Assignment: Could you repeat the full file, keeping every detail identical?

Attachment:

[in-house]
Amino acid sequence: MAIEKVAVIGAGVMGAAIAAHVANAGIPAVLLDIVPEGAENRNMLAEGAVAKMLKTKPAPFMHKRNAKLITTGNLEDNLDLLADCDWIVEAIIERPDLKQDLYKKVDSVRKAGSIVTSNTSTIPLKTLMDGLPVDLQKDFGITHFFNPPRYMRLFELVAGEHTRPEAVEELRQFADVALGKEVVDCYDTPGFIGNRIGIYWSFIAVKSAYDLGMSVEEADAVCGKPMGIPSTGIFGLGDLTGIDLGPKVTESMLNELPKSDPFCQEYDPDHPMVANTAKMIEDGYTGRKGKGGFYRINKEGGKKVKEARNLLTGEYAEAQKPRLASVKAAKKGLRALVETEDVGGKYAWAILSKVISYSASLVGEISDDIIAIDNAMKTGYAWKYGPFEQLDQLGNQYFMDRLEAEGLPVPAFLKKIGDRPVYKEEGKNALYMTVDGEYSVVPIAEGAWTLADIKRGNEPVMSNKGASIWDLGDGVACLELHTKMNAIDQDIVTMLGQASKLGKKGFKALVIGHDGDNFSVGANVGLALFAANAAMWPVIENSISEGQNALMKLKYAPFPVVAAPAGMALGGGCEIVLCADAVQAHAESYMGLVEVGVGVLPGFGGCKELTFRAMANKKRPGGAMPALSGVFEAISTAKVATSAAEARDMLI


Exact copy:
[in-house]
Amino acid sequence: MAIEKVAVIGAGVMGAAIAAHVANAGIPAVLLDIVPEGAENRNMLAEGAVAKMLKTKPAPFMHKRNAKLITTGNLEDNLDLLADCDWIVEAIIERPDLKQDLYKKVDSVRKAGSIVTSNTSTIPLKTLMDGLPVDLQKDFGITHFFNPPRYMRLFELVAGEHTRPEAVEELRQFADVALGKEVVDCYDTPGFIGNRIGIYWSFIAVKSAYDLGMSVEEADAVCGKPMGIPSTGIFGLGDLTGIDLGPKVTESMLNELPKSDPFCQEYDPDHPMVANTAKMIEDGYTGRKGKGGFYRINKEGGKKVKEARNLLTGEYAEAQKPRLASVKAAKKGLRALVETEDVGGKYAWAILSKVISYSASLVGEISDDIIAIDNAMKTGYAWKYGPFEQLDQLGNQYFMDRLEAEGLPVPAFLKKIGDRPVYKEEGKNALYMTVDGEYSVVPIAEGAWTLADIKRGNEPVMSNKGASIWDLGDGVACLELHTKMNAIDQDIVTMLGQASKLGKKGFKALVIGHDGDNFSVGANVGLALFAANAAMWPVIENSISEGQNALMKLKYAPFPVVAAPAGMALGGGCEIVLCADAVQAHAESYMGLVEVGVGVLPGFGGCKELTFRAMANKKRPGGAMPALSGVFEAISTAKVATSAAEARDMLI